Tourists bask on a battlefield as drug gangs fight over Mexican resort town
Bright yellow police tape fluttered in the breeze outside a restaurant just off the main strip in the Mexican resort town of Tulum, as the lights of a nearby police truck flashed blue and red.
Troops in camouflage fatigues stood guard outside the deserted late-night eatery La Malquerida, “The Unloved” – the site of a gangland shooting that killed two female tourists and wounded another three holidaymakers.
Anjali Ryot, an Indian travel blogger who lived in California and was on holiday celebrating her birthday, and German tourist Jennifer Henzold, died in the 20 October attack that is believed to have been launched by one of several local crime groups in an attempt to assert control over the area’s drug and extortion rackets.
The attack made headlines around the world. But within days, the scene on Centaura Sur Street was back to normal: on a recent evening, restaurants were packed and the aromatic smell of the copal incense burned by street traders filled the air.
Most tourists flocking to the Mayan Riviera are unaware that they are holidaying on a battlefield, said one local worker. “They’re chilling, but they’re in the middle of a war,” he said.
The violence is not restricted to Tulum. Last month, guests at a resort 100km up the coast near Cancún rushed for cover after masked gunmen stormed a hotel beach by boat and opened fire, killing two suspected rivals.
The two attacks are just the latest in a string of high-profile incidents along the Mayan Riviera that have put the crown jewel of the country’s tourism industry on edge.
Related: Two Cancúns collide as masked gunmen storm Mexican beach
Tourists still flock to Tulum, drawn by its yoga retreats and Instagram-friendly white sand beaches and ancient Mayan ruins. The town, which in 2017 declared itself the world yoga capital, is also a fixture on the global DJ circuit.
But the violence has prompted fears that it may follow the path Acapulco – a once-glamorous resort town now overwhelmed by drug violence.
“Tulum is swiftly becoming very dangerous and could become another Mexican monster town,” warns Dr Rafael Barajas, president of Tulum’s citizen observatory. “Everyone is extremely upset about the violence. We’re looking at this, frightened, and wondering if it’s going to end.”
Between January and September Tulum saw 65 murders – an 80% rise on the same period last year.
A US firefighter was kidnapped from a resort and killed in July, while two Mexicans were killed and an American woman was wounded in June when gunmen opened fire from jet skis. Visitors from Spain, Belize and Uruguay have also been killed.
On a recent afternoon, two gunshots rang out downtown but few people batted an eyelid – and a group of traditional musicians started performing nearby almost immediately.
Tourists appear mostly oblivious to the rising strife, as they often do not stay for long, but locals describe an atmosphere of fear and mistrust.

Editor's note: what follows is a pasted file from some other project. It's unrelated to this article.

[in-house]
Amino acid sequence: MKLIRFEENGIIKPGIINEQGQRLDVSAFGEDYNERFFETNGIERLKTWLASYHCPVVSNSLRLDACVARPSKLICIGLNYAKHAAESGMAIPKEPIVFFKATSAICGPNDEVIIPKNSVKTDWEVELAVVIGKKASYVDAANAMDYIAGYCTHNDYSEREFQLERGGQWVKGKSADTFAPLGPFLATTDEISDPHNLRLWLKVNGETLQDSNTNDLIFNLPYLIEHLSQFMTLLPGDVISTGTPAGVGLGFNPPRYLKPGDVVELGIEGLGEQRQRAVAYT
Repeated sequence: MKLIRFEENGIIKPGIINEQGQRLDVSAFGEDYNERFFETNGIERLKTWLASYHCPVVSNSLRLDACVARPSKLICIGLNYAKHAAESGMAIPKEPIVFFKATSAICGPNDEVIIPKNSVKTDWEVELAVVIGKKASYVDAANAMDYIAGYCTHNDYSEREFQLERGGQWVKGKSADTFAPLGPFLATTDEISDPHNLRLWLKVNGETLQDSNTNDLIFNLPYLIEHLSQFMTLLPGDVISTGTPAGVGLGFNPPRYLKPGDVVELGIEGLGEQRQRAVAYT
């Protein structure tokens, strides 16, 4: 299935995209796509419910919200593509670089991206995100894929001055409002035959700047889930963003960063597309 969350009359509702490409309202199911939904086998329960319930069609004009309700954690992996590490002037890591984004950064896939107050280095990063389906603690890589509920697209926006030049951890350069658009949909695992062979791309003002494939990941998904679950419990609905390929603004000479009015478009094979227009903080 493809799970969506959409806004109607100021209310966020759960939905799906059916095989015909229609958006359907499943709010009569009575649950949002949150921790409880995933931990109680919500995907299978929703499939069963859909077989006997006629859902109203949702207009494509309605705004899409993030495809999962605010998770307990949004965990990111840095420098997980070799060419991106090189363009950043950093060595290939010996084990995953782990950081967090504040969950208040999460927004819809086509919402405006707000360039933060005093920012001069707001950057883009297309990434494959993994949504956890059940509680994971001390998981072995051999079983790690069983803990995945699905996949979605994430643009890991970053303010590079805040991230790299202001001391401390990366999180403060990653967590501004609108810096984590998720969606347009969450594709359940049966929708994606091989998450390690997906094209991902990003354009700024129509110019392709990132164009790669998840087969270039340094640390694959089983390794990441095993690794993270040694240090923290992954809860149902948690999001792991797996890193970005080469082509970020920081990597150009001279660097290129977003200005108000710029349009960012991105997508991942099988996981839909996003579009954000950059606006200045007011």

In April, President Andrés Manuel López Obrador, known as Amlo, described the local police as “rotten” and they were replaced by state officers after a string of abuses including the death in custody of a Salvadoran refugee.
Mexico’s government has announced plans to deploy a battalion of national guards to the region, and build a base in Tulum.
But Amlo’s anti-crime strategy has failed to stop the bloodshed, and murder rates remain stubbornly high. The president has been criticized for his reliance on the military rather than reforming the police, who are often outgunned by warring crime factions.
Local officials say that about 10 rival groups are fighting to control Tulum’s extortion rackets and the lucrative local drugs market. “We are facing an issue of supply and demand for drugs,” prosecutor Oscar Montes de Oca told local radio.
Hoteliers have blamed growing demand for narcotics on a boom in festivals and parties, which continued throughout the pandemic.
One bar worker said establishments face a choice of paying protection money, permitting drug sales on their premises, or shutting down
The rapid growth of Tulum’s tourist industry has brought not just violence but starkly uneven development and serious environmental damage.
“If we stay on this path there are going to be more and more shootings and people will continue to sell their places and leave,” said Karla Acevedo, spokesperson for a group of environmental activists, Sustainable Tulum. “Tulum has to decide what kind of destination it wants to be.”
“Birds and mammals have been killed on the highways after fleeing big events in the jungle and loud music,” she adds. “Plus, we’re connected to the biggest underground freshwater system in the world and we’re polluting it because we don’t have proper sewers.”
A new airport is expected to boost a tourism industry that brings in the majority of the state’s revenue. A record number of Americans reportedly visited the Quintana Roo region in 2020, with about 4 million tourists of all countries coming to Tulum each year.
To cater for the growing demand, the building of new condominiums and luxury hotels proceeds apace – casting a growing shadow over adjacent shanty towns.
“There’s a feeling you can do whatever you want to do when you come to a place like Tulum,” said Acevedo, of investors, tourists and criminals. “There is so much corruption and impunity; it’s generating a sense of chaos.”